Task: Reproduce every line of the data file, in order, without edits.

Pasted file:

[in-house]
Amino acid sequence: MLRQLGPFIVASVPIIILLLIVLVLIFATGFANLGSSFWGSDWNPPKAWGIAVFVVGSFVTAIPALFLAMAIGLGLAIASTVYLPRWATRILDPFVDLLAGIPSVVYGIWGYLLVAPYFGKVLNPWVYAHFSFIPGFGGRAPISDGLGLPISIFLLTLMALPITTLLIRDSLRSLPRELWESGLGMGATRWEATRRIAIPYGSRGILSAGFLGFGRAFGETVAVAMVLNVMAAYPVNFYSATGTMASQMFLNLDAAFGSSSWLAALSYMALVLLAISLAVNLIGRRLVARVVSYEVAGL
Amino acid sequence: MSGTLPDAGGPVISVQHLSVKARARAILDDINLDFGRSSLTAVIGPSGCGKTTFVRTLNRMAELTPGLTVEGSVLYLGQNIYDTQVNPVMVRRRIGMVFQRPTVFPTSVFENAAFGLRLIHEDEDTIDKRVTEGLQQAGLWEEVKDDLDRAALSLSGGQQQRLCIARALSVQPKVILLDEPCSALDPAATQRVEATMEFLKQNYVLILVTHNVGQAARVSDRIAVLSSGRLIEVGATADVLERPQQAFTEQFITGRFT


[in-house]
Amino acid sequence: MLRQLGPFIVASVPIIILLLIVLVLIFATGFANLGSSFWGSDWNPPKAWGIAVFVVGSFVTAIPALFLAMAIGLGLAIASTVYLPRWATRILDPFVDLLAGIPSVVYGIWGYLLVAPYFGKVLNPWVYAHFSFIPGFGGRAPISDGLGLPISIFLLTLMALPITTLLIRDSLRSLPRELWESGLGMGATRWEATRRIAIPYGSRGILSAGFLGFGRAFGETVAVAMVLNVMAAYPVNFYSATGTMASQMFLNLDAAFGSSSWLAALSYMALVLLAISLAVNLIGRRLVARVVSYEVAGL
Amino acid sequence: MSGTLPDAGGPVISVQHLSVKARARAILDDINLDFGRSSLTAVIGPSGCGKTTFVRTLNRMAELTPGLTVEGSVLYLGQNIYDTQVNPVMVRRRIGMVFQRPTVFPTSVFENAAFGLRLIHEDEDTIDKRVTEGLQQAGLWEEVKDDLDRAALSLSGGQQQRLCIARALSVQPKVILLDEPCSALDPAATQRVEATMEFLKQNYVLILVTHNVGQAARVSDRIAVLSSGRLIEVGATADVLERPQQAFTEQFITGRFT